Eppo began working on an incremental system last summer so that our customers could see up-to-date metrics every morning without incurring unnecessary costs. To track the state of processing each pipeline, we developed a data asset system (loosely inspired by Dagster’s) to track what exactly had been computed in the pipeline, and when. These assets refer to specific rows, columns, and tables in the customer data warehouse; "assets" include both intermediate computation artifacts as well as the final "data product", such as a data frame. Each asset is timestamped with the time of its computation, and also includes timestamps to reflect the range of data that is represented.
The job of the incremental pipeline is to take a description of a desired final product, evaluate which data assets exist already, and then form a computation plan to create or update all of the data assets necessary for the pipeline to run.
In our original incremental implementation, we rewrote our entire pipeline to make use of data assets and incrementality. That is, suppose that data asset C depends on B, and B depends on A. A planning phase may look like this:
The incremental pipeline runs by first updating A with the most recent two days of customer data, then using the result to update B, and finally to update C.
While our original incremental system was comprehensive, and performed the absolute minimum amount of compute on the customer warehouse, we found a few issues with it in practice:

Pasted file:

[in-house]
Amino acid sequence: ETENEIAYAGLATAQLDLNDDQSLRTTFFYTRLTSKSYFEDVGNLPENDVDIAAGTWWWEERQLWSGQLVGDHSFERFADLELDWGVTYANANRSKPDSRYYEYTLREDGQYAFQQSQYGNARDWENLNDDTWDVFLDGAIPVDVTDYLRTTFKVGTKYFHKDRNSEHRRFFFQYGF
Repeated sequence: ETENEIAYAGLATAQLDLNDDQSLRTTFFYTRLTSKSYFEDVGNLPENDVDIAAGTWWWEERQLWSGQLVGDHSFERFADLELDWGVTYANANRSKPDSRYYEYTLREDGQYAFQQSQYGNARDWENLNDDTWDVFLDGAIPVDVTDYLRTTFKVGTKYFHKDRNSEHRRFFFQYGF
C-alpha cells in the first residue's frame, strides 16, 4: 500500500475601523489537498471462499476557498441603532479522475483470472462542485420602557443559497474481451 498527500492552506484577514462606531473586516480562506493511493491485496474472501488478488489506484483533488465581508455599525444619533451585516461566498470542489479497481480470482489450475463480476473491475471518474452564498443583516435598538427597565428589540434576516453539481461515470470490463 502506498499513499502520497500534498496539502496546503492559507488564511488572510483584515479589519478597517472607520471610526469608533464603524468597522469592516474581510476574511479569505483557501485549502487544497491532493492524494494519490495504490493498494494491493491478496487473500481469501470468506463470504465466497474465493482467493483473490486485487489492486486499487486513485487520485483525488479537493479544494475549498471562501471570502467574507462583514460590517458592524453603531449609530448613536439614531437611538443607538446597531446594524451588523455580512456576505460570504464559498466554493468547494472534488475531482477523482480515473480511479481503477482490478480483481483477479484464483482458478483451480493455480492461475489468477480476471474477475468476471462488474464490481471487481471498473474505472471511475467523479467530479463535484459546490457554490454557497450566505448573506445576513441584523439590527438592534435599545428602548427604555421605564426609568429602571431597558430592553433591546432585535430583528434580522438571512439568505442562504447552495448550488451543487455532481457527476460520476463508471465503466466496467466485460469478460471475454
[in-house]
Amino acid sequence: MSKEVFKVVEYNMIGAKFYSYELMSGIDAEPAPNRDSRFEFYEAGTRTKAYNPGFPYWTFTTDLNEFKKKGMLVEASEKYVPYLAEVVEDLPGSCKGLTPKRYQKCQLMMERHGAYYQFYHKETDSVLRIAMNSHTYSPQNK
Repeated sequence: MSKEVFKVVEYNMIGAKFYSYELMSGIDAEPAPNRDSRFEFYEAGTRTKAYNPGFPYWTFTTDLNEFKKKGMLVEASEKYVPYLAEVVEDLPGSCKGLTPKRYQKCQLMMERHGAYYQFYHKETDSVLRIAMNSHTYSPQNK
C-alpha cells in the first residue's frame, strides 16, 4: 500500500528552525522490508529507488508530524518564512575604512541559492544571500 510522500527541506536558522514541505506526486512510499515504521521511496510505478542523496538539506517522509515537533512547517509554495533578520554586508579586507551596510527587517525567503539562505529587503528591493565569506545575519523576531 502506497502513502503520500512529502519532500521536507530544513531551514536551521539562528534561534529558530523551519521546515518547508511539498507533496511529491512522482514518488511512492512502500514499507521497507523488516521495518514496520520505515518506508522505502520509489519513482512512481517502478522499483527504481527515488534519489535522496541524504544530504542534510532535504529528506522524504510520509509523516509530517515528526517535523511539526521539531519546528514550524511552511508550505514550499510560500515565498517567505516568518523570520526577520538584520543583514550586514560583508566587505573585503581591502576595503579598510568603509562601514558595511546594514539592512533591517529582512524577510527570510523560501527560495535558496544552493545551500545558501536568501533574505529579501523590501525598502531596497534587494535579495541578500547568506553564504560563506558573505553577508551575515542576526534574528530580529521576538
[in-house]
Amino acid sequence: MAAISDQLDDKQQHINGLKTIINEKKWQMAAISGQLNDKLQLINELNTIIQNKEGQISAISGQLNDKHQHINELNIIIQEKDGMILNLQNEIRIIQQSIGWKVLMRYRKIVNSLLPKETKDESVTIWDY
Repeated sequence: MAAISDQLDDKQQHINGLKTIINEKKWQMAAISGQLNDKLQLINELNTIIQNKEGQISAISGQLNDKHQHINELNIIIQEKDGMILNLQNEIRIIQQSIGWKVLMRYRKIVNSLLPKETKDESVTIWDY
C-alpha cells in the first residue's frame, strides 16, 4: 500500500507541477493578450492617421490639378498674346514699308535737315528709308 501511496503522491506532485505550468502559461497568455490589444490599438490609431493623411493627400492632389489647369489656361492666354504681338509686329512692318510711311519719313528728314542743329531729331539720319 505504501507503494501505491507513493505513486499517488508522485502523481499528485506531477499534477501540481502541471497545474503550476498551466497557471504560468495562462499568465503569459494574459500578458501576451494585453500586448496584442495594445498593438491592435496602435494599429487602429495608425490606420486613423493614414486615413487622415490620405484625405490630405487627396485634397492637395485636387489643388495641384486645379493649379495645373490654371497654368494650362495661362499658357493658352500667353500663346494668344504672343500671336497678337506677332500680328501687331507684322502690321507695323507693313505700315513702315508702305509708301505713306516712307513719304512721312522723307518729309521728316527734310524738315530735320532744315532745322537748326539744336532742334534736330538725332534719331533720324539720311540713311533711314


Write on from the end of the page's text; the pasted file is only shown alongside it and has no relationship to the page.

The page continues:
Concurrent to our incremental pipeline initiative, we undertook a significant optimization effort on our core pipeline algorithms. Some of these optimizations included:
After performing these end-to-end optimizations, we found that in many cases, the performance gains from using a better algorithm more than outweighed the benefit of using an incremental computation.
To take a specific example: The Explore feature of Eppo lets users see how the results of an experiment evolved over time:
To create this graphic, we need to compute a partial sum of each metric value for each user over each day that the experiment is running. In our original implementation, we performed the naive $O(N^2)$ computation (where $N$ is the number of days in the experiment). A basic incremental version of this computation would save the results of previous days using the data asset system, and therefore only perform a daily $O(N)$ computation.